Also in south Carlsbad will be built a new double tracked bridge at Batiquitos Lagoon which will add 3 quarters of a mile of double tracking. This will be built at the border between Carlsbad and Encinitas. This will connect segments of double track in south Carlsbad to double tracking in most of Encinitas. This same principle will be used in many places in San Diego County to build new concrete double tracked bridges to link existing segments of double tracking. The new bridges are replacing old wooden single track bridges, all of which are over 50 years old and expensive to maintain. The new bridges are also higher to better survive future floods. Work for this bridge is planned to start this year and be finished by 2019.
Another concrete double tracked bridge now under construction over the San Elijo Lagoon between Encinitas and Solana Beach. This will include a new bridge and 1.5 miles of new double tracking. With the new bridges at Batiquitos and San Elijo lagoons, there will be continuous double tracking from Solana Beach to South Carlsbad by 2019. There are plans by 2020 to build a new double track bridge at the north border of Oceanside over the San Luis Rey River with a mile of new double track. This will create double tracking through most of Camp Pendleton and to the southern border of Oceanside. Between Oceanside and Carlsbad is 1.1 miles of single track which includes the Buena Vista Lagoon and the Carlsbad Village Coaster station which was built for single track service. This project isn’t planned until 2030. This strongly suggests this will be an expensive and difficult project.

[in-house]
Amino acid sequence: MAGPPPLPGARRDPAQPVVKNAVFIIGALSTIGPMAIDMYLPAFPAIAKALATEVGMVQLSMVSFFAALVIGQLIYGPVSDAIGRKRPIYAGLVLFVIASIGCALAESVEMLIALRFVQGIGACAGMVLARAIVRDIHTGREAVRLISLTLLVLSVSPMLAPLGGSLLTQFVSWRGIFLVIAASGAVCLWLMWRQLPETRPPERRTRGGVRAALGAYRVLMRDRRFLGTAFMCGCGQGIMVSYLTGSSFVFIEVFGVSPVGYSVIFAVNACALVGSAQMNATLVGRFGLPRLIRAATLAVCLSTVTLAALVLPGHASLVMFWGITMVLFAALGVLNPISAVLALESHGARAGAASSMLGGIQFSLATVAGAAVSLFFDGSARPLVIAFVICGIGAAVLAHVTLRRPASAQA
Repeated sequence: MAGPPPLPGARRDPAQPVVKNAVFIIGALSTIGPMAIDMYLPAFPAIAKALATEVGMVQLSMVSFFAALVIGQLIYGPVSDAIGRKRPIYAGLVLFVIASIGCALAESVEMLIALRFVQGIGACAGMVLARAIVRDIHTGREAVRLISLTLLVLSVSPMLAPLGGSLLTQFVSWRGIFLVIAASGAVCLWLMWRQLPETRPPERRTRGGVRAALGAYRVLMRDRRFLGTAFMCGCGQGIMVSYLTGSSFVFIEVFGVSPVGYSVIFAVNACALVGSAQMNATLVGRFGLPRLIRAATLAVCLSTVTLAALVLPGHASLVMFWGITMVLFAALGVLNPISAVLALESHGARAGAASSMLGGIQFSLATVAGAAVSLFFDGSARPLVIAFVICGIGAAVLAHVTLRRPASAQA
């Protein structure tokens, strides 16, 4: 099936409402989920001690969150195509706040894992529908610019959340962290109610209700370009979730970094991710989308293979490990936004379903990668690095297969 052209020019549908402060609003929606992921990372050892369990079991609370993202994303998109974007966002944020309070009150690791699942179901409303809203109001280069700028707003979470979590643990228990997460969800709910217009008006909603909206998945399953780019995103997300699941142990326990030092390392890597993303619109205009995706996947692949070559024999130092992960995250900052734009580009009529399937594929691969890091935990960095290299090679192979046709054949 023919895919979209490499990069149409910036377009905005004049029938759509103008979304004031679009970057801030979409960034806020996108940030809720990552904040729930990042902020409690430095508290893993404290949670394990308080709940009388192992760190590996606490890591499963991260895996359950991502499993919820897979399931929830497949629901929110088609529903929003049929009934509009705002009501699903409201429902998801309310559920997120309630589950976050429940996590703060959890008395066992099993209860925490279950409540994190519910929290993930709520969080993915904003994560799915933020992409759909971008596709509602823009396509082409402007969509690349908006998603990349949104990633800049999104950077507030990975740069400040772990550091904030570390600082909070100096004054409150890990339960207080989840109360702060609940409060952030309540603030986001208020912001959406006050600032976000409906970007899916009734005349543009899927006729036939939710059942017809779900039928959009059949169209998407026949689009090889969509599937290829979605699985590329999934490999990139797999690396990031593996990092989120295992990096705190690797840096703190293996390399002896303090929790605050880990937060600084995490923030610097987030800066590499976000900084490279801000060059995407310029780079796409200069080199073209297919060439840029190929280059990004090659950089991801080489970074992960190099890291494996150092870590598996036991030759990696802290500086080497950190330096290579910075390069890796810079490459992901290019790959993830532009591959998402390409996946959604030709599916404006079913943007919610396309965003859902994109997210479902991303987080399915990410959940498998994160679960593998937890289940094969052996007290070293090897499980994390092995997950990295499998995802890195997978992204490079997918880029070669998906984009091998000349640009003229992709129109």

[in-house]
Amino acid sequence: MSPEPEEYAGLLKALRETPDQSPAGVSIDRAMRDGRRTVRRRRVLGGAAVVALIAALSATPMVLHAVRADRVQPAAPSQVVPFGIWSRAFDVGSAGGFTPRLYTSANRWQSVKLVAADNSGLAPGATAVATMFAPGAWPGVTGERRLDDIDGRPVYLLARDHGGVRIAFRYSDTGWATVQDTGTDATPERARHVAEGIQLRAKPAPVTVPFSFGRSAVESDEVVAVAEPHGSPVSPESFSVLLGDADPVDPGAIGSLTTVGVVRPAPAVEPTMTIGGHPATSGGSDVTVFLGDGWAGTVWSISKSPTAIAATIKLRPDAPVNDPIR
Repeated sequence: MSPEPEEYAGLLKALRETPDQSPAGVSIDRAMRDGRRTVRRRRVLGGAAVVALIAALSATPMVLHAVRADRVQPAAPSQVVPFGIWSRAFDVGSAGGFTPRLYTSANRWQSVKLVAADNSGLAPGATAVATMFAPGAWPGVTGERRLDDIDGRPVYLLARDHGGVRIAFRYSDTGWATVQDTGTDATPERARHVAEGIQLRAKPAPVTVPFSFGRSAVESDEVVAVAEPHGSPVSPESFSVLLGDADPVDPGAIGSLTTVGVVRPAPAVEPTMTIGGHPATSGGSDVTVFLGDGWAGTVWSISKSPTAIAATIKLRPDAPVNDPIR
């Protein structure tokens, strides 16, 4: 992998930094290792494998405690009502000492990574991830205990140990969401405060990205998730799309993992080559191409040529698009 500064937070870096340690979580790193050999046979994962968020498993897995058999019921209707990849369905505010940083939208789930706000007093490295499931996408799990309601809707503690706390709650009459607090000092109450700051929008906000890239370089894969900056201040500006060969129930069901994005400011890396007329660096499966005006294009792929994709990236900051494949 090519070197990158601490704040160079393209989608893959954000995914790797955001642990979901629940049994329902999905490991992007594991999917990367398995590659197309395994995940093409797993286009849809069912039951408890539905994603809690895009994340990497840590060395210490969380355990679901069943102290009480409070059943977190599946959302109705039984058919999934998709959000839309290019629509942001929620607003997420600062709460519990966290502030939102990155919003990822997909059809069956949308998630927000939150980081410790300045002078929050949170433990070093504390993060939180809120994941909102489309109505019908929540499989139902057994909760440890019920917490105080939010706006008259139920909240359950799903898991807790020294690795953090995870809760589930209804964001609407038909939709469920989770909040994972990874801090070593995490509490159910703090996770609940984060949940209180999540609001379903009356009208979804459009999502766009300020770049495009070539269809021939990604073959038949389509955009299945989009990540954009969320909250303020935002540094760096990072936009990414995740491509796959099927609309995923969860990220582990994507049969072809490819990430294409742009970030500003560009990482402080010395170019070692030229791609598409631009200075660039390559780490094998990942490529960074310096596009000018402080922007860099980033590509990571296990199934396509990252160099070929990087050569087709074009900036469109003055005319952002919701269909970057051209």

Two other projects planned around 2030 are a new bridge over the San Dieguito River in Del Mar by the San Diego County Fairgrounds and 2 miles of double track between Sorrento and Miramar. Between Sorrento and Miramar is the slowest running, with the steepest grades and tightest curves for this rail line. To raise speeds from 25 to 40 miles per hour will cost at least $100 million dollars. The only project on this line which is more expensive would be a tunnel under Del Mar which would be in the range of over a billion dollars and is not expected before 2050.
Most of the rest of the double tracked construction in San Diego between 2016 and 2019 will be between University City and Old Town. This work is being done as part of a joint project with the San Diego Trolley light rail extension of the Blue Line from downtown to Old Town, the campus of the University of California at San Diego and the nearby University City neighborhood. This is a 11 mile, $2.1 billion dollar project for the Trolley which has been in planning for almost 30 years. This will provide continuous light rail service from the Mexican border to downtown San Diego, Old Town up to University City.
Between Old Town and La Jolla the Blue Line extension will share right of way with the existing railroad. The Trolley already shares the right of way with the Coast Line from downtown to Old Town. Elvira starts near the 52 freeway. There is now double tracking between Elvira and Miramar through Rose Canyon. On a 2.6 mile segment between Elivra and Morena which roughly ends at Balboa Blvd the Coast Line will get double tracked and realigned to straighten out some slow curves.This will also include replacing 3 old bridges with new double tracked ones. This project too has been in the planning stages for almost 30 years. At the San Diego River just north of Old Town construction has been underway for about a year for a new double tracked bridge of the Coast Line. This will create double tracking from downtown San Diego past Elvira to the existing double track to Miramar. This work is planned to be finished by 2018.